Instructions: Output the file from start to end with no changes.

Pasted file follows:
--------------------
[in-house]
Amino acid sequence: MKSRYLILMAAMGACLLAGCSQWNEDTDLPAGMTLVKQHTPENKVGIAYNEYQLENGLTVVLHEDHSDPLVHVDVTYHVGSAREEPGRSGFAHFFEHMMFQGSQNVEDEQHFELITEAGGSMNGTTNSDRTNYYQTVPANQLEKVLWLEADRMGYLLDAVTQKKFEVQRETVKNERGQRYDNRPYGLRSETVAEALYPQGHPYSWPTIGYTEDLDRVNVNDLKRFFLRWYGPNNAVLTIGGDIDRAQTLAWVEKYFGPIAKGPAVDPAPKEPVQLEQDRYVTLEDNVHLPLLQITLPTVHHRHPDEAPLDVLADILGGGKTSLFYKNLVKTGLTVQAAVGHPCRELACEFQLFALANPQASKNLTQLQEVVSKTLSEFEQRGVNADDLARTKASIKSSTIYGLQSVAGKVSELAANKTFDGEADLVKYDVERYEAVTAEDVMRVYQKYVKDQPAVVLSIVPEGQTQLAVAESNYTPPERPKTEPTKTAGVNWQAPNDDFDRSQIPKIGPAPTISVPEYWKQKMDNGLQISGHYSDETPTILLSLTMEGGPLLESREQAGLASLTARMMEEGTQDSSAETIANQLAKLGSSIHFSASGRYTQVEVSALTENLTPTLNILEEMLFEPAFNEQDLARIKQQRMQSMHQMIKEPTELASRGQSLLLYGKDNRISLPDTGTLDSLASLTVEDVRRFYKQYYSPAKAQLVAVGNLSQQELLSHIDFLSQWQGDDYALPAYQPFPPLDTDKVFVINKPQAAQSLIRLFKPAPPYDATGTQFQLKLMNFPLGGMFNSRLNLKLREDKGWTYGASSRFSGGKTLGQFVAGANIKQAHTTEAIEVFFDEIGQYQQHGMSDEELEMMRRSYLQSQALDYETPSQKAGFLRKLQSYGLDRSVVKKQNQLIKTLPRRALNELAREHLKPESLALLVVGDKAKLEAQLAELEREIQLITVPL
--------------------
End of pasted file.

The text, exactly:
[in-house]
Amino acid sequence: MKSRYLILMAAMGACLLAGCSQWNEDTDLPAGMTLVKQHTPENKVGIAYNEYQLENGLTVVLHEDHSDPLVHVDVTYHVGSAREEPGRSGFAHFFEHMMFQGSQNVEDEQHFELITEAGGSMNGTTNSDRTNYYQTVPANQLEKVLWLEADRMGYLLDAVTQKKFEVQRETVKNERGQRYDNRPYGLRSETVAEALYPQGHPYSWPTIGYTEDLDRVNVNDLKRFFLRWYGPNNAVLTIGGDIDRAQTLAWVEKYFGPIAKGPAVDPAPKEPVQLEQDRYVTLEDNVHLPLLQITLPTVHHRHPDEAPLDVLADILGGGKTSLFYKNLVKTGLTVQAAVGHPCRELACEFQLFALANPQASKNLTQLQEVVSKTLSEFEQRGVNADDLARTKASIKSSTIYGLQSVAGKVSELAANKTFDGEADLVKYDVERYEAVTAEDVMRVYQKYVKDQPAVVLSIVPEGQTQLAVAESNYTPPERPKTEPTKTAGVNWQAPNDDFDRSQIPKIGPAPTISVPEYWKQKMDNGLQISGHYSDETPTILLSLTMEGGPLLESREQAGLASLTARMMEEGTQDSSAETIANQLAKLGSSIHFSASGRYTQVEVSALTENLTPTLNILEEMLFEPAFNEQDLARIKQQRMQSMHQMIKEPTELASRGQSLLLYGKDNRISLPDTGTLDSLASLTVEDVRRFYKQYYSPAKAQLVAVGNLSQQELLSHIDFLSQWQGDDYALPAYQPFPPLDTDKVFVINKPQAAQSLIRLFKPAPPYDATGTQFQLKLMNFPLGGMFNSRLNLKLREDKGWTYGASSRFSGGKTLGQFVAGANIKQAHTTEAIEVFFDEIGQYQQHGMSDEELEMMRRSYLQSQALDYETPSQKAGFLRKLQSYGLDRSVVKKQNQLIKTLPRRALNELAREHLKPESLALLVVGDKAKLEAQLAELEREIQLITVPL